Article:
Ginsburg, who spent his career teaching special-needs students vocational skills, is patient with the 12 to 17 young men who show up on any given day. He never loses his cool, even if a ceiling patch has to be redone three times or he has to coax a student off a ladder to put on his goggles, again.
The house is for learning, he said. Eventually, the students will get it right.
"They'll do anything I ask them to," Ginsburg said. "They're good kids."
For years, school districts have been disinvesting in vocational education; shops that were once thriving are now often shuttered. But college is not for everyone, Ginsburg points out, and even for those who do go on to higher education, it's valuable to have the skills to build and maintain a home.
Many of the members of the construction club, who study trades ranging from business to computers at Bok, say they do want to go to college. Others say they'll work in the construction field right away or go on to technical colleges.
The house project is a powerful tool against truancy, said Crea, the Sunrise cofounder.
"If they want to work after school, they have to show up for class," she said.
The students' work on the house means long days. Waite, for instance, has a 90-minute bus ride home to West Philadelphia, and often arrives home after dark. Many go straight from the construction site to another job, and they have given up school holidays to make progress on a particular project.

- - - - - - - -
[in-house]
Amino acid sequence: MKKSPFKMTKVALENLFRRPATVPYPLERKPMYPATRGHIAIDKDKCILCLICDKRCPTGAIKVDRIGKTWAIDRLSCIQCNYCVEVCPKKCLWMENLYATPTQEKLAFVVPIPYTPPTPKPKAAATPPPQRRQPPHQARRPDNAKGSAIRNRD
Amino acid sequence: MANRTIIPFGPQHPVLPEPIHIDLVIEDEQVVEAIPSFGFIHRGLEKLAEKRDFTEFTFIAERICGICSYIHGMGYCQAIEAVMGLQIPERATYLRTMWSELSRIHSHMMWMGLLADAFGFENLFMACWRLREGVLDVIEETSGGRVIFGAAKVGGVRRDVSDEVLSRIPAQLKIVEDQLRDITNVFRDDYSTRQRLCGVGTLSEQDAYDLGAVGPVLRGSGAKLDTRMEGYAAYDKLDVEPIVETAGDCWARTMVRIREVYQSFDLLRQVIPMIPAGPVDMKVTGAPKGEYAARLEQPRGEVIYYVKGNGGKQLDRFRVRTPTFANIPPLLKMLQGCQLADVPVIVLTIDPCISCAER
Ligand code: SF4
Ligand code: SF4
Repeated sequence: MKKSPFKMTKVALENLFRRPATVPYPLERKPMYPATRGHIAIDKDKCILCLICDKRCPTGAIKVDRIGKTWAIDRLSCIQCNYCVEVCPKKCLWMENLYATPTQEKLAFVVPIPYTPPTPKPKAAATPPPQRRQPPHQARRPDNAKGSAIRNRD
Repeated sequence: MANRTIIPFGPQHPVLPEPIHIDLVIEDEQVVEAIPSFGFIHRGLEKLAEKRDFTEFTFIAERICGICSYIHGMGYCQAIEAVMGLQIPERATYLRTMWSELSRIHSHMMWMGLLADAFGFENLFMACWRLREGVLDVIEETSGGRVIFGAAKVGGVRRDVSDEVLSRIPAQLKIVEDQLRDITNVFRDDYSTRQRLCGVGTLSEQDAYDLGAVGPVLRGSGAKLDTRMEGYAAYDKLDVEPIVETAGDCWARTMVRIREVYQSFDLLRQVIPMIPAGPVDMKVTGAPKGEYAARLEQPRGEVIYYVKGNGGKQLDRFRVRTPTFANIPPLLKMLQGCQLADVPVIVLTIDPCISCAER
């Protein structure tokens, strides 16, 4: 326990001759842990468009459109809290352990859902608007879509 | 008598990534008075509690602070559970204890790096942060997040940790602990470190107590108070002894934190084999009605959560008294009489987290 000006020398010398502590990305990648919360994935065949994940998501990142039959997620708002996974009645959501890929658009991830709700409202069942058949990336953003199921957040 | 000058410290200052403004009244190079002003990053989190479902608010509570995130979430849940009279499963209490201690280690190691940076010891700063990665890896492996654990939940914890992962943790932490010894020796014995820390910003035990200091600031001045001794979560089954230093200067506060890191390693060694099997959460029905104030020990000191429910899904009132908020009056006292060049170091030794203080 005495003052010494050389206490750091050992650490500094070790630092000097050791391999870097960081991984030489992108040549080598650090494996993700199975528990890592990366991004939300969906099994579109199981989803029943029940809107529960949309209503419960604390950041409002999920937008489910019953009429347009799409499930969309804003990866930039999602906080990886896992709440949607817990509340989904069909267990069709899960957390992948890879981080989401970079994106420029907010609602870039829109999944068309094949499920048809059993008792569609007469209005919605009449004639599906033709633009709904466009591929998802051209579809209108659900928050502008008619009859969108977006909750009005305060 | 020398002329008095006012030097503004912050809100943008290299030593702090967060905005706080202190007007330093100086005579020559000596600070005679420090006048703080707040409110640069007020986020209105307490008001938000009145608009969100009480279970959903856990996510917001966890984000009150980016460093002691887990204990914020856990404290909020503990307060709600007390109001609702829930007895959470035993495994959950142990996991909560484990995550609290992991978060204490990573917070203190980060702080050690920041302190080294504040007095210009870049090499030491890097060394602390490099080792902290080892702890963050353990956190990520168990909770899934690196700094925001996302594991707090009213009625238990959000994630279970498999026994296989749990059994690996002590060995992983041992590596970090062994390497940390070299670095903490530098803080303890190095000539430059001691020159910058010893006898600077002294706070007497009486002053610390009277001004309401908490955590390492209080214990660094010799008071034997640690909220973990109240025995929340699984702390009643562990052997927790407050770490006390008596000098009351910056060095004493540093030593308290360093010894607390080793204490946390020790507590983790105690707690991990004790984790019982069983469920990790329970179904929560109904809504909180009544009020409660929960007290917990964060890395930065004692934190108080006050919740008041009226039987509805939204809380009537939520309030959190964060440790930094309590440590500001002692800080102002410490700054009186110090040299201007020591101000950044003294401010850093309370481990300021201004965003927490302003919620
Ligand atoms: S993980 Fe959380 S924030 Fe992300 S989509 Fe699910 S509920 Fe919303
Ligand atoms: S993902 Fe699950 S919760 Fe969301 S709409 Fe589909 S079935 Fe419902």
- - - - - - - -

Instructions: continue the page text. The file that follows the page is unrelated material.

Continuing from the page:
In the living room, Ginsburg watched over Waite and Denny Huon, 16, a junior, who was trying to remove part of a wall leading to the basement. The plan was to pull out the old, unsound structure and replace it with a new one, plus a door, but Waite and Huon looked a little unsure.
"Just watch the other wall, guys," Ginsburg told them calmly as they picked up tools. "Make sure you don't hit the other wall."
A little more coaxing, some well-placed crowbar work, and the mission was accomplished. The pair moved on to the next task. Also on the agenda for the day was priming the kitchen, framing a wall, hanging a door.
Andrew Meak, 16, a junior, paused from prepping the kitchen for its paint job.
"Maybe it's a guy thing," he said, shrugging. "I really like learning how to do stuff."